xXx: Return of Xander Cage
The last forty minutes of the movie do come together in a pretty diverting way.
What becomes clear pretty early on in Mia Hansen-Love's "Eden" is that despite the large roving ensemble of ravers and DJs and partiers, and despite the fact that there is a lead character, the dance-club "scene" is the real star of the film. "Eden" is an ode to French house-music (known as the "French touch"), and a portrait of the kids so inspired by DJ Larry Levan and the sound he developed at Paradise Garage that following his lead became not only a lifestyle-choice but a philosophy. The scene changes over time, starting out with underground raves in abandoned warehouses or old docked submarines, and morphing into parties at gigantic nightclubs with a velvet-rope policy at the door. "Eden" is long, but Hansen-Love's style is so observant and specific that it is always a compelling watch and ends up being sneakily profound. It also features one of the best soundtracks in recent memory, a history lesson of club music. The film is quite personal, despite its slow and insistent historical sweep, and it's co-written by Hansen-Love with her brother Sven, based on his experiences as a DJ in the French house scene.
"Eden" focuses on one kid, Paul (Félix de Givry), a university student obsessed with "Garage" music, and blowing off his dissertation because of his party schedule. He wants to be a DJ, and hangs around the DJ-tables at raves, asking questions, bonding over music. The DJ is the rock-star, powerful and glamorous. Paul's mother does not understand what her son is doing with his life. But Paul is devoted to music, and knows the kind of sound he wants to create, a mixture of "euphoria and melancholia." He has a partner in this pursuit, and they create themselves as a DJ duo called "Cheers," modeled in part on their idols, Daft Punk (who appear as themselves throughout the movie in a running gag where they try to get into clubs and nobody recognizes them).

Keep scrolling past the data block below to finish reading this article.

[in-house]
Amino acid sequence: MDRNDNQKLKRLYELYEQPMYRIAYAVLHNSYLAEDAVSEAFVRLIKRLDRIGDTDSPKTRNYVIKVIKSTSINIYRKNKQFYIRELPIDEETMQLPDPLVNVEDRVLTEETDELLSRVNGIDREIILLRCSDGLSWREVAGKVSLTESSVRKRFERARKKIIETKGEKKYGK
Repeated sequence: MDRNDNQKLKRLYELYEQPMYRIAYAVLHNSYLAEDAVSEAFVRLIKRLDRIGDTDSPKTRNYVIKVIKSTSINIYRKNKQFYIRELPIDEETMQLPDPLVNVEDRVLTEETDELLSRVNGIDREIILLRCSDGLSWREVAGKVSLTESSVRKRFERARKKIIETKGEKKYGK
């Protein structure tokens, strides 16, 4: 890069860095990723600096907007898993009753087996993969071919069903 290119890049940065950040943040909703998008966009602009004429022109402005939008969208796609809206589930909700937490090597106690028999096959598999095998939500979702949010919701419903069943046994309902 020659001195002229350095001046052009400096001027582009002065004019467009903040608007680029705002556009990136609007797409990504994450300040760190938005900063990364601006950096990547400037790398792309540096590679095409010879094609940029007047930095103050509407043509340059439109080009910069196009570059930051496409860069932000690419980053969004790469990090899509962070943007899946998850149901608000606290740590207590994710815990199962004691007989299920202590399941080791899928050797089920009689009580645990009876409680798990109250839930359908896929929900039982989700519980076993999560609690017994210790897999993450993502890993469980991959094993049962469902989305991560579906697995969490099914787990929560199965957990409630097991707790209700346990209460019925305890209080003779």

If you remember the early-1990s rave scene, Hansen-Love's film will ring so true. Teenagers, through word of mouth, or cryptic messages placed in the back pages of fanzines, gathered in out-of-the-way places, often armed with secret passwords for entry, and got "lost in the music." Ecstasy rose as the drug of choice, bringing with it its famous warm-fuzzy feelings (as opposed to the more selfish high from cocaine in the '70s and '80s). You had to know where the party was. You sought it out. Over time, house music rose in influence, sweeping the world, and the DJs who started out spinning records at illegal raves in dilapidated abandoned buildings began to get better-paying gigs at high-class joints in places like St. Tropez. Hansen-Love is very interested in people, but she is more interested in the larger movement of their lives, and how time pushes them along and changes them (or doesn't).
Surrounding Paul is a large ensemble of good friends, and we get to know them almost by osmosis, typical of Hansen-Love's subtle approach. There's Arnaud (Vincent Macaigne), hilarious and bitter, haranguing his friends repeatedly about "Showgirls," screaming that it is a masterpiece and why won't they get that? There's Louise (Pauline Etienne), a sweet and supportive party girl, who dates Paul for a couple of years. Their relationship is intimate and intense. Cyril (Roman Kolinka) is an artist, working on a comic book, creating posters for Paul's DJ career, and battling depression. "Living at night depresses me," he says. Other people come and go. They enter the scene, and they leave it. Throughout "Eden," Mia Hansen-Love features different long takes where she follows a character through a rave, or a club, or a dance-party, through the gyrating thrashing throngs, the neon and the darkness pulsing through the frame along with the music. The scenes repeat. Denis Lenoir's cinematography is beautiful, evoking the eternal nature of the dance-club scene and yet sensitive to its nuanced changes, how it moved from DIY to corporate.